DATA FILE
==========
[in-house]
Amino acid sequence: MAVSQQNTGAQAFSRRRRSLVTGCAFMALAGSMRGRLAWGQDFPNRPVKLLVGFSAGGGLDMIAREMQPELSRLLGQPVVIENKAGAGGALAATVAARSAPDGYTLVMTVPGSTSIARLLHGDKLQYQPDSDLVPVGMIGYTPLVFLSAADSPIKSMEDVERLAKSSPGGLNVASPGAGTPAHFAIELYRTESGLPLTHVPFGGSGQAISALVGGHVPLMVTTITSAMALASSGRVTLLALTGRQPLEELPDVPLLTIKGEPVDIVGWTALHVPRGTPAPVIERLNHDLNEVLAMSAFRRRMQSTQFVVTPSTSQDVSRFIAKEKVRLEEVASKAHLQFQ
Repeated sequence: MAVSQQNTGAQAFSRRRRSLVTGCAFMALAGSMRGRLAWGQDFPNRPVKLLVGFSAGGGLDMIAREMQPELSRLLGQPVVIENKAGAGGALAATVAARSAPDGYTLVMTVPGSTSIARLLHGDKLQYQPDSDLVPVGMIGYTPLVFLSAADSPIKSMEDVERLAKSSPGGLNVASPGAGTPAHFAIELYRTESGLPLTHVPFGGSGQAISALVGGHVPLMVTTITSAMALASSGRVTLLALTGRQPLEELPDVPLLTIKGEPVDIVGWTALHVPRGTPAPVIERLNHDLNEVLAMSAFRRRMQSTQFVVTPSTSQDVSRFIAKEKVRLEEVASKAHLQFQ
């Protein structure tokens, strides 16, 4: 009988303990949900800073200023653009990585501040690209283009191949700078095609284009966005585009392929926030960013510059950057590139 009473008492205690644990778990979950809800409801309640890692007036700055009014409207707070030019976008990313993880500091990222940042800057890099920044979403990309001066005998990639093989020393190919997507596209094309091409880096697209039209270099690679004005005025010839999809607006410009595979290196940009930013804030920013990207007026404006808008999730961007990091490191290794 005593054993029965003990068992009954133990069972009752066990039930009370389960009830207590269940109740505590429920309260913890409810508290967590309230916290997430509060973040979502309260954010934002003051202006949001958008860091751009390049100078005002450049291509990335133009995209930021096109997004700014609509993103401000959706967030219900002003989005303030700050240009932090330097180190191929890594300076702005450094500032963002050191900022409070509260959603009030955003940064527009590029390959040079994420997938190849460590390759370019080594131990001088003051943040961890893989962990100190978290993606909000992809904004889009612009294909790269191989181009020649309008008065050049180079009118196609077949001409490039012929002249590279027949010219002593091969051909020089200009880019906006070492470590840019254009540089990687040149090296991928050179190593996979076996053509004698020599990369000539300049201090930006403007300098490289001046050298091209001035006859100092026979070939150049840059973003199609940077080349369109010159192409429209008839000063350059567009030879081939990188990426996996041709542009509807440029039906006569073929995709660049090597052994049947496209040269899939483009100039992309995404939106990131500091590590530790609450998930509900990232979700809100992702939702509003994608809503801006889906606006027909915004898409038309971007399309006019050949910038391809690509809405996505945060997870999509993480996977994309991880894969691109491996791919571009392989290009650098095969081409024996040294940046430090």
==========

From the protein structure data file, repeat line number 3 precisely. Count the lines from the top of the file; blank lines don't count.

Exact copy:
Repeated sequence: MAVSQQNTGAQAFSRRRRSLVTGCAFMALAGSMRGRLAWGQDFPNRPVKLLVGFSAGGGLDMIAREMQPELSRLLGQPVVIENKAGAGGALAATVAARSAPDGYTLVMTVPGSTSIARLLHGDKLQYQPDSDLVPVGMIGYTPLVFLSAADSPIKSMEDVERLAKSSPGGLNVASPGAGTPAHFAIELYRTESGLPLTHVPFGGSGQAISALVGGHVPLMVTTITSAMALASSGRVTLLALTGRQPLEELPDVPLLTIKGEPVDIVGWTALHVPRGTPAPVIERLNHDLNEVLAMSAFRRRMQSTQFVVTPSTSQDVSRFIAKEKVRLEEVASKAHLQFQ